Saturday, April 28, 2007

Emor 1 - R' Zechariah ben Avkulos defended

In the story of Kamtza and Bar-Kamtza (Gittin 55b-56a), the question of what to do with a korban sent by the Roman emperor that had a minor blemish was brought before the Sanhedrin HaGadol. The first proposal was to offer the korban, despite the prohibition of such stated in this week's parsha, due to the real political concerns that the Romans would take their refusal to be an act of rebellion. However, R' Zechariah ben Avkulos rejected the possibility, as people might not realize that the reason why the blemished sacrifice was offered was due to the extenuating circumstances that existed. After the gemara sets forth another proposal that R' Zechariah ben Avkulos shot down, Rabbi Yochanan sums up the incident by stating, "The humility of R' Zechariah ben Avkulos destroyed our Temple, burnt our sanctuary, and caused us to be exiled from our land"; because R' Zechariah was unwilling to take the bold step of suspending a halacha for reasons of national survival, disaster ensued.

What was R' Zechariah ben Avkulos thinking? He must have realized the danger that a rejection of the Roman sacrifice would cause!

R' Zalman Sorotzkin, in Oznayim LaTorah finds an answer to this question alluded to in this week's parsha. In explaining why one is not allowed to accept a blemished korban, the passuk states (22:25):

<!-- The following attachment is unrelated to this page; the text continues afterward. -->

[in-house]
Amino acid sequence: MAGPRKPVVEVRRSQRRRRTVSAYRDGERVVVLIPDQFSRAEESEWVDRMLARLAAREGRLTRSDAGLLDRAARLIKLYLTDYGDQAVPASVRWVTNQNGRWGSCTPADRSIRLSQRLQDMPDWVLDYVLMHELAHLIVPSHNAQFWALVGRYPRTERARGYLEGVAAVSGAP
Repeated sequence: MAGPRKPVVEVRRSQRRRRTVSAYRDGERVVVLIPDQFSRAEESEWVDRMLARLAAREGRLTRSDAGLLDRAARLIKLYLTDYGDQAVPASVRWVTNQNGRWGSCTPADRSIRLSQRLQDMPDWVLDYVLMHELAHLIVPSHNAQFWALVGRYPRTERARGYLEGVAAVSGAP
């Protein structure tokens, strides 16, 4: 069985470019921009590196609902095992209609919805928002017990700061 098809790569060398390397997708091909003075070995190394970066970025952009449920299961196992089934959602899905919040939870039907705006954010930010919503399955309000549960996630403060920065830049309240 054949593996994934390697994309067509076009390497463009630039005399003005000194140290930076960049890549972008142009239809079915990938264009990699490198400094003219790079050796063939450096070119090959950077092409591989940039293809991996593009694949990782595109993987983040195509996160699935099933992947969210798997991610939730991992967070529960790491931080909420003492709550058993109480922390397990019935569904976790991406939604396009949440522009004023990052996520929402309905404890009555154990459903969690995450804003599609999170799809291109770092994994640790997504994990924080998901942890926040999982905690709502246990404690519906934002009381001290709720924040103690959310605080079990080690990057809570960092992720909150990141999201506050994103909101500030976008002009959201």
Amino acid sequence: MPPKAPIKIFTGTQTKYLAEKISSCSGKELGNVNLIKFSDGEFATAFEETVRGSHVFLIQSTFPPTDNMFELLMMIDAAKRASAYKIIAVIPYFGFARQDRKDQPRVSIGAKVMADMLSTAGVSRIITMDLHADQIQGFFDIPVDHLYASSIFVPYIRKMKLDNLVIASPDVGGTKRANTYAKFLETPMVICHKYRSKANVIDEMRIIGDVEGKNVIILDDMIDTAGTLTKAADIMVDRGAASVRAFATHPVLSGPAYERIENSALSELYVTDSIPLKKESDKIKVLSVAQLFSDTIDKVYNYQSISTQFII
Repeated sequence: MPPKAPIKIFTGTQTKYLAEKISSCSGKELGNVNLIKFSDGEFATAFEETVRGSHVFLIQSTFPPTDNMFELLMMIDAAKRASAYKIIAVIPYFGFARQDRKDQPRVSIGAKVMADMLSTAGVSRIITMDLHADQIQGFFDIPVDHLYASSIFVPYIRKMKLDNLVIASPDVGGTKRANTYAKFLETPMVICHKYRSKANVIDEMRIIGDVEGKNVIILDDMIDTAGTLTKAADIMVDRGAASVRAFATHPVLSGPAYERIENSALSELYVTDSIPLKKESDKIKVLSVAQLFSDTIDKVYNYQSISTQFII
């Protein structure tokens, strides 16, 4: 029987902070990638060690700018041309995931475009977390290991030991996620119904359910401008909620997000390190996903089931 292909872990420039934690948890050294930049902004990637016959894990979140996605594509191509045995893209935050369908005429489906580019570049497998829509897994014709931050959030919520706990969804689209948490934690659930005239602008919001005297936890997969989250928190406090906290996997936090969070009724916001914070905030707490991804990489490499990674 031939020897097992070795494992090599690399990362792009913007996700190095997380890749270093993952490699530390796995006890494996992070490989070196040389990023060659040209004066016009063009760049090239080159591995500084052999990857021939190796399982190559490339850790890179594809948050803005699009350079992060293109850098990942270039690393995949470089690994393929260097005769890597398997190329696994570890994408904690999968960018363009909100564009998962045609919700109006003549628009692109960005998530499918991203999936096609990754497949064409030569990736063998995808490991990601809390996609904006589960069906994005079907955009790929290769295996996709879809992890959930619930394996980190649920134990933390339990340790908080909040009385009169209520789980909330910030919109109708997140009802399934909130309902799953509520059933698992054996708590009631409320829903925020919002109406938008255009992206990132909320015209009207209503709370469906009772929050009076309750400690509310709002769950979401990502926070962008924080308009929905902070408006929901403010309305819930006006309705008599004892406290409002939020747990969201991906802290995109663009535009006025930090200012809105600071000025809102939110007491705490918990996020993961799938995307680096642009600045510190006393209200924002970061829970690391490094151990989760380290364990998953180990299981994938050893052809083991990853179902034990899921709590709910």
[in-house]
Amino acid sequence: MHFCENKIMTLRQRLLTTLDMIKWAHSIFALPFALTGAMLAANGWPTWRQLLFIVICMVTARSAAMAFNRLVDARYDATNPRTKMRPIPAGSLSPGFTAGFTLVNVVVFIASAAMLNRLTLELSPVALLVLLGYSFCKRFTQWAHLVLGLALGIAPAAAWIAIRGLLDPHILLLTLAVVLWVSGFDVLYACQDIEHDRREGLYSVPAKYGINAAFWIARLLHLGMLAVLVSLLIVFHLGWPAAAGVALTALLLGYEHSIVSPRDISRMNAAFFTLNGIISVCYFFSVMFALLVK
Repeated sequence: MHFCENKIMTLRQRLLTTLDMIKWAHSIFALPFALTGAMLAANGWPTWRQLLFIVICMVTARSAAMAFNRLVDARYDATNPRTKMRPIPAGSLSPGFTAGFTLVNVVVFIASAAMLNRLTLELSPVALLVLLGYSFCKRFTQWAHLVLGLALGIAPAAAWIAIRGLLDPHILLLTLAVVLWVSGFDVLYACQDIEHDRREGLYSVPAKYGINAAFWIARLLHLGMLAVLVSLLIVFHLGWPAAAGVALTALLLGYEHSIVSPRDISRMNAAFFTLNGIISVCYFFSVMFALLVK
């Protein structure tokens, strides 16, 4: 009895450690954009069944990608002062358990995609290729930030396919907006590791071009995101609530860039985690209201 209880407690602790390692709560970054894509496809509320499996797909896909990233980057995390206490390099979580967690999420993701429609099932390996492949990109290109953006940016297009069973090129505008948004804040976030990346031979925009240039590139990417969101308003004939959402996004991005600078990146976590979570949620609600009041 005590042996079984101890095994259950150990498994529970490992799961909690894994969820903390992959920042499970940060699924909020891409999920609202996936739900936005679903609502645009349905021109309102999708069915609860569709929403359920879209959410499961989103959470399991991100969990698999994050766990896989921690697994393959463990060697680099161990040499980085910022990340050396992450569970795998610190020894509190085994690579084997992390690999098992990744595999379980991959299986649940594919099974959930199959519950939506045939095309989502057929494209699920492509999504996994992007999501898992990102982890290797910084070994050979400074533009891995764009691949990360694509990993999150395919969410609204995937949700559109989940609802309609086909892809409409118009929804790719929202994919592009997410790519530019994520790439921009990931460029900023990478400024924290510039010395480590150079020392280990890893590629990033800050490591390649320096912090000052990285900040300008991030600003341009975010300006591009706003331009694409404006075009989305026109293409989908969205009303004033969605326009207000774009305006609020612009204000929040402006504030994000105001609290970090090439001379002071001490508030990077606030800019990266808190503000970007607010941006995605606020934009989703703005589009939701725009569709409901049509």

"ומיד בן נכר לא תַקריבו את לחם אלקיכם מכל אלה כי משחתם בהם מום בם לא ירצו לכם" -
"And from the non-Jew, you shall not offer the bread of your God from any of these (species of blemished animals) for their corruption is in them - a blemish is in them - they shall not be accepted for you". R' Sorotzkin suggests that the corruption and blemish referred to in this passuk is not the disfigurement of the animal, but rather the spiritual disfigurement caused by the sins of avodah zarah and murder (see Devarim 4:16 and Bereishis 6:11), and that the subject of the last clause of the verse is not the sacrifices being accepted by HaShem, but rather the attitude of the nation in question being positively inclined towards the Jew.

Hence, the verse can be read as a warning that one should not accept korbanos for political reasons from nations like Rome, as, even if the Jews were to weather one crisis by accepting a blemished sacrifice, it would still only be a matter of time until the Romans laid the land waste anyway, and this small respite would not provide sufficient reason to violate halacha.

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At 9/09/2015 10:04 PM, Blogger סֵפֶר "Bar Kamtza. 2007" said...

Who is Bar Kamtza??? Here is the answer:


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